At their request, she shows them the way to the sacred mountain, though she and her brother refuse to accompany them any farther. Nolan promises that they will take the “firebird” and its bad magic away and her people could then return to their homes. Right…I would not be making any promises that you can’t keep, pal. The sacred mountain turns out to be quite tall, its top hidden above the clouds. The young girl and her brother flee, frightened to be that close, claiming no one ever comes back from the mountain. The group presses on until they reach the base of the mountain. With no other alternative, they begin their ascent.

So the climbing begins and if any of you have seen the Mystery Science Theater 3000 version of this film, then you know that this part of the movie got roasted mercilessly and for good reason. This segment goes on FOREVER! What I find to be impressive is how they took the same set and shot it from every angle conceivable in order to make it appear as if these bozos were continuously climbing up, up and up. At one point, Nolan uses a rope to lasso a section of rock and then hoists himself up to it. He then turns and helps the others up, one by one. Watch in the background as he yanks Willie (who is carrying a literal shit ton of gear, including a parachute for some ridiculous reason) up by the seat of his pants. You can see actor Hugh Beaumont doing his best to hide his laugh by pretending to be exhausted.

Actor Hugh Beaumont trying his best not to crack up.“I don’t get it. According to these readings, SOMETHING should have happened in this film by now.” After a quick break to rest and smoke, during which Phillips registers a slight reading on his Geiger counter, the group sets off again. More climbing and skirting long narrow ledges now follows. Nolan, in the lead, turns a corner and gets hit in the face with a huge blast of gas fumes from an opening in the rock face. He nearly falls to his death before recovering. Ahead they see the bones of an earlier explorer who made it this far and no further. Rostov notes how the gas seems to be evidence of significant volcanic activity on the island. They turn back to find another way up and Rostov, seeing how utterly worn out Briggs looks, asks him if he shouldn’t stay behind. Briggs says not to worry about him. Nolan watches the exchange with interest.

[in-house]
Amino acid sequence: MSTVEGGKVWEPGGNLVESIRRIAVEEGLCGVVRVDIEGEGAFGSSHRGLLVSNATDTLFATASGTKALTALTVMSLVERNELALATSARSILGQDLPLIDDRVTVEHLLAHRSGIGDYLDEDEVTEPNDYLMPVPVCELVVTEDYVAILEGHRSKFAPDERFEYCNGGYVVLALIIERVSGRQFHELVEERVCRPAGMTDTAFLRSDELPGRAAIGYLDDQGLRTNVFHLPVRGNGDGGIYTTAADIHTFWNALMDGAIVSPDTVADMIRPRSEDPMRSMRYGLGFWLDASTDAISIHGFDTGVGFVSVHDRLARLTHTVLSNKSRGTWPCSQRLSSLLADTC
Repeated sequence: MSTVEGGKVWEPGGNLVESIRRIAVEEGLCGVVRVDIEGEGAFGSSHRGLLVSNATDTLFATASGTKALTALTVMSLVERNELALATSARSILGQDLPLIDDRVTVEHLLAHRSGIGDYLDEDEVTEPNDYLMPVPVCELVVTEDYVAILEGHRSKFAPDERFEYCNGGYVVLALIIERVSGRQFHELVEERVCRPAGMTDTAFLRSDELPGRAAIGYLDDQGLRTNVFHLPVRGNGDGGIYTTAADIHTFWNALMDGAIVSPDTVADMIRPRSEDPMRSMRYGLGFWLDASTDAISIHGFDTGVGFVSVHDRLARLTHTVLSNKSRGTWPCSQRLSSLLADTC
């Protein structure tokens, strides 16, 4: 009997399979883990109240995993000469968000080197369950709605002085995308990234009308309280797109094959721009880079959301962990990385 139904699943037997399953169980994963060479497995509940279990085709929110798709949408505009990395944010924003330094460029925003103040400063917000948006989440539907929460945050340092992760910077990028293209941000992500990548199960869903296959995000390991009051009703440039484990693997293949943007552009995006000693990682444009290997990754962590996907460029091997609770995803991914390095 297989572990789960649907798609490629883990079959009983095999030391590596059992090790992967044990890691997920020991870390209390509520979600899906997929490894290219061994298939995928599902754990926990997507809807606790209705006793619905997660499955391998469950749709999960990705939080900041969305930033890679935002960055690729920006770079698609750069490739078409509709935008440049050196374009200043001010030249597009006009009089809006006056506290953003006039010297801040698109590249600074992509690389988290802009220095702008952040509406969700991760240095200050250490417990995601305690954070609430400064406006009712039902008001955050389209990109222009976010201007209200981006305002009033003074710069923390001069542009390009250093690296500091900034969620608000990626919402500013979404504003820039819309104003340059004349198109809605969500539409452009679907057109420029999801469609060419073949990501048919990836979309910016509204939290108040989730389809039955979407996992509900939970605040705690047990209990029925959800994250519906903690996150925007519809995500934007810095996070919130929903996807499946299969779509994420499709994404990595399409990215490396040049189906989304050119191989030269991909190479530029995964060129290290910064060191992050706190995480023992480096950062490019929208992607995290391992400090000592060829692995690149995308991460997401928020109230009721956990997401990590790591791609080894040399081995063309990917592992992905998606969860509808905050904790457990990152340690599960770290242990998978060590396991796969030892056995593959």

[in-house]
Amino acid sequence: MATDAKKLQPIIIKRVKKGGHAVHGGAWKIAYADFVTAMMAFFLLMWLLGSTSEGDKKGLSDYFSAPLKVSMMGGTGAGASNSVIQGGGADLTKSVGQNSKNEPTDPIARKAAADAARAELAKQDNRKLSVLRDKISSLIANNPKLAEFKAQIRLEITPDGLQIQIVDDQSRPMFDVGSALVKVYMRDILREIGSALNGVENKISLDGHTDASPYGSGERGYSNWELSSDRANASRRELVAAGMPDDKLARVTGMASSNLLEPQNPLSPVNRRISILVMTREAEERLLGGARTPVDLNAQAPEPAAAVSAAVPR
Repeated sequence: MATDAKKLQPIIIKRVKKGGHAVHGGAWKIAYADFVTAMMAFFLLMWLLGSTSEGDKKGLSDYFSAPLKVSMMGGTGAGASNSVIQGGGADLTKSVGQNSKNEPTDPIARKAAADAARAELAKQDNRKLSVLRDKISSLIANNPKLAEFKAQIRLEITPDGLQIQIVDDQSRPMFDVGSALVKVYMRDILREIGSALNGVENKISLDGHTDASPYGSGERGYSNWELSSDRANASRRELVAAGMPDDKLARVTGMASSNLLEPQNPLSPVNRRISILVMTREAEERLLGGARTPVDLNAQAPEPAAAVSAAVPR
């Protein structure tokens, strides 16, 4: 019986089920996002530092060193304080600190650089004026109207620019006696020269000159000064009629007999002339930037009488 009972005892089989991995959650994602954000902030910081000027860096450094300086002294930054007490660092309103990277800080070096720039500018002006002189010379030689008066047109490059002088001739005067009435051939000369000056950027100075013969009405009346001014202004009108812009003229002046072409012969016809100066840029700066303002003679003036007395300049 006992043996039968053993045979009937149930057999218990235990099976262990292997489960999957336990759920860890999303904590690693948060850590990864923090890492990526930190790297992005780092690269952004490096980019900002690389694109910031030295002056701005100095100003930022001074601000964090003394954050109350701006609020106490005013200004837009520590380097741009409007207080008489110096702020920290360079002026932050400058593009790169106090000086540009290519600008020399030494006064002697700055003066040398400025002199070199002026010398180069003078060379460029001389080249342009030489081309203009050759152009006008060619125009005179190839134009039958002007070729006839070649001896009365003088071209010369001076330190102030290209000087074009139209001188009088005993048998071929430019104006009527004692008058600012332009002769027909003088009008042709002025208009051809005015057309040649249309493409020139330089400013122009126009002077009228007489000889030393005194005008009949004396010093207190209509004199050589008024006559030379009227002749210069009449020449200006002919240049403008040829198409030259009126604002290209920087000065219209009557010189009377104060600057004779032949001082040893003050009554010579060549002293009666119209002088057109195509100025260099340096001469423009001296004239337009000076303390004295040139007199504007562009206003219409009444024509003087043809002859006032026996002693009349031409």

Night falls and the group takes shelter on a wide ledge with a rock overhang. They have a fire burning, which begs the question, just what in hell are they burning? I have not seen so much as a single bush or twig on their climb, so unless they’re burning Rostov’s notes or maps, I don’t see how that fire could last very long. Thunder and lightning split the night air, bringing with it the threat of rain. Nolan asks to see the photo Briggs is looking at and it turns out to be his two kids. Nolan tells him that he’ll have quite the story to tell them when he gets back. You fool! Never under any circumstances talk about future plans in a movie like this! You just doomed that guy and doomed him really good. He is so screwed now. The group talks about marriage for a bit, Nolan and Wilson being committed bachelors. As the others talk, Rostov looks up and sees a giant lizard on a rock. Well, it was a regular lizard but I suppose the sudden music cue was meant to imply it was quite large. He calls out, but when the others get up to look, the beast is gone. This is when it starts to rain, so everyone huddles up the best they can at the back of the ledge. Nolan asks Rostov what he saw and the scientist tells him it was a monster that he “had never seen before.” This implies that he has seen monsters in other places, at different times, probably on reruns of Star Search.

Day comes and the climbing begins anew with Nolan in the lead, followed by Wilson, Phillips, Willie, Rostov and then Briggs, who is obviously nearing his physical limits. After what seems like about six hours, during which I went off to use the restroom, then perused the newspaper and had lunch followed by a quick nap, everyone continues to climb, with Rostov and Briggs falling behind. They’re further down the mountain and Briggs is having trouble. Rostov is laid out flat on a small ledge, leaning down and pulling at Briggs, who can’t seem to pull himself up any further. He loses his grip on the rock face and only his hand grasped by Rostov keeps him from falling. Alas, Rostov can’t maintain his grip and Briggs doesn’t seem too interested in trying to reach out and save his own ass, so he slips and falls. An overhead view shows him plunge into the mists below and vanish with a scream. Oddly enough, in the same shot we see Rostov laid out on the ground and then he just vanishes, too in some sloppy editing. The others return, but it’s too late. See! I told you that making plans for the guy only ended up dooming him! Fade out.